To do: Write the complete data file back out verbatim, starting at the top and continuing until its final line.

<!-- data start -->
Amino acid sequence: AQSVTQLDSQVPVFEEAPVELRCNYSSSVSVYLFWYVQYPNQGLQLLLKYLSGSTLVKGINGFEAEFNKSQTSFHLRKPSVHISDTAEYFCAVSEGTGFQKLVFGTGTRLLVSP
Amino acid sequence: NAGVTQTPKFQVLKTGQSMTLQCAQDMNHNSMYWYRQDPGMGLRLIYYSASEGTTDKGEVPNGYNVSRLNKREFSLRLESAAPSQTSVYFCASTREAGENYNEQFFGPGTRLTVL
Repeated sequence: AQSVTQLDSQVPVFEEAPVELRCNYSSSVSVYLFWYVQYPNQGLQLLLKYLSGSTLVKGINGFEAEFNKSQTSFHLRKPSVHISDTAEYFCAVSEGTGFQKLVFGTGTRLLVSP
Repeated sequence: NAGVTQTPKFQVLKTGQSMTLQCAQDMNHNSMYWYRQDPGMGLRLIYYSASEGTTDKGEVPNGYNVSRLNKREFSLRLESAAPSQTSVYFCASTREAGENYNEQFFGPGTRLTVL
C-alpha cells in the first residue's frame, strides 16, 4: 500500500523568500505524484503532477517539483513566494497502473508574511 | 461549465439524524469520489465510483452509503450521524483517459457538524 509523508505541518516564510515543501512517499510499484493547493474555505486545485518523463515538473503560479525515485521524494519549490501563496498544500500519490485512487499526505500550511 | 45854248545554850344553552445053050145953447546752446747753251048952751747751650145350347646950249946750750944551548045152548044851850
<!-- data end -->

Amino acid sequence: AQSVTQLDSQVPVFEEAPVELRCNYSSSVSVYLFWYVQYPNQGLQLLLKYLSGSTLVKGINGFEAEFNKSQTSFHLRKPSVHISDTAEYFCAVSEGTGFQKLVFGTGTRLLVSP
Amino acid sequence: NAGVTQTPKFQVLKTGQSMTLQCAQDMNHNSMYWYRQDPGMGLRLIYYSASEGTTDKGEVPNGYNVSRLNKREFSLRLESAAPSQTSVYFCASTREAGENYNEQFFGPGTRLTVL
Repeated sequence: AQSVTQLDSQVPVFEEAPVELRCNYSSSVSVYLFWYVQYPNQGLQLLLKYLSGSTLVKGINGFEAEFNKSQTSFHLRKPSVHISDTAEYFCAVSEGTGFQKLVFGTGTRLLVSP
Repeated sequence: NAGVTQTPKFQVLKTGQSMTLQCAQDMNHNSMYWYRQDPGMGLRLIYYSASEGTTDKGEVPNGYNVSRLNKREFSLRLESAAPSQTSVYFCASTREAGENYNEQFFGPGTRLTVL
C-alpha cells in the first residue's frame, strides 16, 4: 500500500523568500505524484503532477517539483513566494497502473508574511 | 461549465439524524469520489465510483452509503450521524483517459457538524 509523508505541518516564510515543501512517499510499484493547493474555505486545485518523463515538473503560479525515485521524494519549490501563496498544500500519490485512487499526505500550511 | 45854248545554850344553552445053050145953447546752446747753251048952751747751650145350347646950249946750750944551548045152548044851850